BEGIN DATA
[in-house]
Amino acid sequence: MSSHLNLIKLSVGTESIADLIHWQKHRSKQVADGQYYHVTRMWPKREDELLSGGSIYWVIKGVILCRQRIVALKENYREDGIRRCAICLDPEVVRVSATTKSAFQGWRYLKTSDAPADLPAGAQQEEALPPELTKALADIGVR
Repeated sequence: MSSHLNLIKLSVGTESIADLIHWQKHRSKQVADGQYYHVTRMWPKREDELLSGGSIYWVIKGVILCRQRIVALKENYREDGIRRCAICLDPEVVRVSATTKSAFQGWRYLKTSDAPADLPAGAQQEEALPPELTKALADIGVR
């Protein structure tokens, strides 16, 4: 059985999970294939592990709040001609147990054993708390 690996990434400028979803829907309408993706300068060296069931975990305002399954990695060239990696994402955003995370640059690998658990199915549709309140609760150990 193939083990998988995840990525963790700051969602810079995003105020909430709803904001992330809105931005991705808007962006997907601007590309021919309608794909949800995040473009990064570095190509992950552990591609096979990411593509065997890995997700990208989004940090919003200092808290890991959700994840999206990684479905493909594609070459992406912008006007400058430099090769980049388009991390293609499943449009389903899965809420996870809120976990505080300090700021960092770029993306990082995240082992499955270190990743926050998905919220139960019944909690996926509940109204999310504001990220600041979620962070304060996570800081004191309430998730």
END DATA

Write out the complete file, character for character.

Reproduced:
[in-house]
Amino acid sequence: MSSHLNLIKLSVGTESIADLIHWQKHRSKQVADGQYYHVTRMWPKREDELLSGGSIYWVIKGVILCRQRIVALKENYREDGIRRCAICLDPEVVRVSATTKSAFQGWRYLKTSDAPADLPAGAQQEEALPPELTKALADIGVR
Repeated sequence: MSSHLNLIKLSVGTESIADLIHWQKHRSKQVADGQYYHVTRMWPKREDELLSGGSIYWVIKGVILCRQRIVALKENYREDGIRRCAICLDPEVVRVSATTKSAFQGWRYLKTSDAPADLPAGAQQEEALPPELTKALADIGVR
């Protein structure tokens, strides 16, 4: 059985999970294939592990709040001609147990054993708390 690996990434400028979803829907309408993706300068060296069931975990305002399954990695060239990696994402955003995370640059690998658990199915549709309140609760150990 193939083990998988995840990525963790700051969602810079995003105020909430709803904001992330809105931005991705808007962006997907601007590309021919309608794909949800995040473009990064570095190509992950552990591609096979990411593509065997890995997700990208989004940090919003200092808290890991959700994840999206990684479905493909594609070459992406912008006007400058430099090769980049388009991390293609499943449009389903899965809420996870809120976990505080300090700021960092770029993306990082995240082992499955270190990743926050998905919220139960019944909690996926509940109204999310504001990220600041979620962070304060996570800081004191309430998730």